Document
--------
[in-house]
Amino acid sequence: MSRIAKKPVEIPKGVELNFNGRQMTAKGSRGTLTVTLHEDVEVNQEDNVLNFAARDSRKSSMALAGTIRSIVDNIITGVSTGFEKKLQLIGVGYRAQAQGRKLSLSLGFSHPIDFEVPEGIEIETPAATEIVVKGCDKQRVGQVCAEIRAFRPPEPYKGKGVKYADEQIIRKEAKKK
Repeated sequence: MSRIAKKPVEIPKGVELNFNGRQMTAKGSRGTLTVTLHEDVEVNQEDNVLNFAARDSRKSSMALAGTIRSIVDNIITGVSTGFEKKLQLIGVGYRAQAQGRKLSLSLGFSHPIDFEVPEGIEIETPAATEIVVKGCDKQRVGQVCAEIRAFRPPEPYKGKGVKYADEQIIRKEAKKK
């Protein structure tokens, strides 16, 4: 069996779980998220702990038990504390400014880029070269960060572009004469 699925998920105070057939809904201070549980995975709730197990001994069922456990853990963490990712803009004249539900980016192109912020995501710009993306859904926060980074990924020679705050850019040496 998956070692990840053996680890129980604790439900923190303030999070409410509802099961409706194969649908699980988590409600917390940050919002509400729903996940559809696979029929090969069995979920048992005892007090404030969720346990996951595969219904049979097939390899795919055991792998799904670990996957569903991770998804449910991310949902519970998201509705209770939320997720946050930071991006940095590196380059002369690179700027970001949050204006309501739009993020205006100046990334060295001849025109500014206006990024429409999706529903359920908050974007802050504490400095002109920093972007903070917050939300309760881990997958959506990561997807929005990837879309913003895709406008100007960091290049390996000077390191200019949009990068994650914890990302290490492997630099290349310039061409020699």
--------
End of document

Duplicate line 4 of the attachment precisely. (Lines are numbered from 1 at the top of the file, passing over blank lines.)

């Protein structure tokens, strides 16, 4: 069996779980998220702990038990504390400014880029070269960060572009004469 699925998920105070057939809904201070549980995975709730197990001994069922456990853990963490990712803009004249539900980016192109912020995501710009993306859904926060980074990924020679705050850019040496 998956070692990840053996680890129980604790439900923190303030999070409410509802099961409706194969649908699980988590409600917390940050919002509400729903996940559809696979029929090969069995979920048992005892007090404030969720346990996951595969219904049979097939390899795919055991792998799904670990996957569903991770998804449910991310949902519970998201509705209770939320997720946050930071991006940095590196380059002369690179700027970001949050204006309501739009993020205006100046990334060295001849025109500014206006990024429409999706529903359920908050974007802050504490400095002109920093972007903070917050939300309760881990997958959506990561997807929005990837879309913003895709406008100007960091290049390996000077390191200019949009990068994650914890990302290490492997630099290349310039061409020699």